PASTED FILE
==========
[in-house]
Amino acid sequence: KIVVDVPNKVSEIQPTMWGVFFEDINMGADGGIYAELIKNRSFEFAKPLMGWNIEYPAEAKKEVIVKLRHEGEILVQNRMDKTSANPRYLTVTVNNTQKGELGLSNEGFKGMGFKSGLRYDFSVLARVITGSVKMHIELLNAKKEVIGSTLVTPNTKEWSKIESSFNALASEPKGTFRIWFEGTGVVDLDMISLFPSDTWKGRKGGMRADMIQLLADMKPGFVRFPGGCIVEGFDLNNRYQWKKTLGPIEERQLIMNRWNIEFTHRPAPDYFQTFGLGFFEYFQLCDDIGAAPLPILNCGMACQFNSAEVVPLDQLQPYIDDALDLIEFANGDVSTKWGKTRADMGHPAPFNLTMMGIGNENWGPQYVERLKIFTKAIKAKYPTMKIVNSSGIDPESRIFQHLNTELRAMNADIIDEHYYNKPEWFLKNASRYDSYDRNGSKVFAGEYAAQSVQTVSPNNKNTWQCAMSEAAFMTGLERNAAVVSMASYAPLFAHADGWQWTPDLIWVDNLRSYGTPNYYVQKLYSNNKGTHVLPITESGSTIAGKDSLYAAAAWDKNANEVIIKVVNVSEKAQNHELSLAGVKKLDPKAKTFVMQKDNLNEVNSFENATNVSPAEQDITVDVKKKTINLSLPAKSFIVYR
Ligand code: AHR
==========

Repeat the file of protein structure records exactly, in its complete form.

[in-house]
Amino acid sequence: KIVVDVPNKVSEIQPTMWGVFFEDINMGADGGIYAELIKNRSFEFAKPLMGWNIEYPAEAKKEVIVKLRHEGEILVQNRMDKTSANPRYLTVTVNNTQKGELGLSNEGFKGMGFKSGLRYDFSVLARVITGSVKMHIELLNAKKEVIGSTLVTPNTKEWSKIESSFNALASEPKGTFRIWFEGTGVVDLDMISLFPSDTWKGRKGGMRADMIQLLADMKPGFVRFPGGCIVEGFDLNNRYQWKKTLGPIEERQLIMNRWNIEFTHRPAPDYFQTFGLGFFEYFQLCDDIGAAPLPILNCGMACQFNSAEVVPLDQLQPYIDDALDLIEFANGDVSTKWGKTRADMGHPAPFNLTMMGIGNENWGPQYVERLKIFTKAIKAKYPTMKIVNSSGIDPESRIFQHLNTELRAMNADIIDEHYYNKPEWFLKNASRYDSYDRNGSKVFAGEYAAQSVQTVSPNNKNTWQCAMSEAAFMTGLERNAAVVSMASYAPLFAHADGWQWTPDLIWVDNLRSYGTPNYYVQKLYSNNKGTHVLPITESGSTIAGKDSLYAAAAWDKNANEVIIKVVNVSEKAQNHELSLAGVKKLDPKAKTFVMQKDNLNEVNSFENATNVSPAEQDITVDVKKKTINLSLPAKSFIVYR
Ligand code: AHR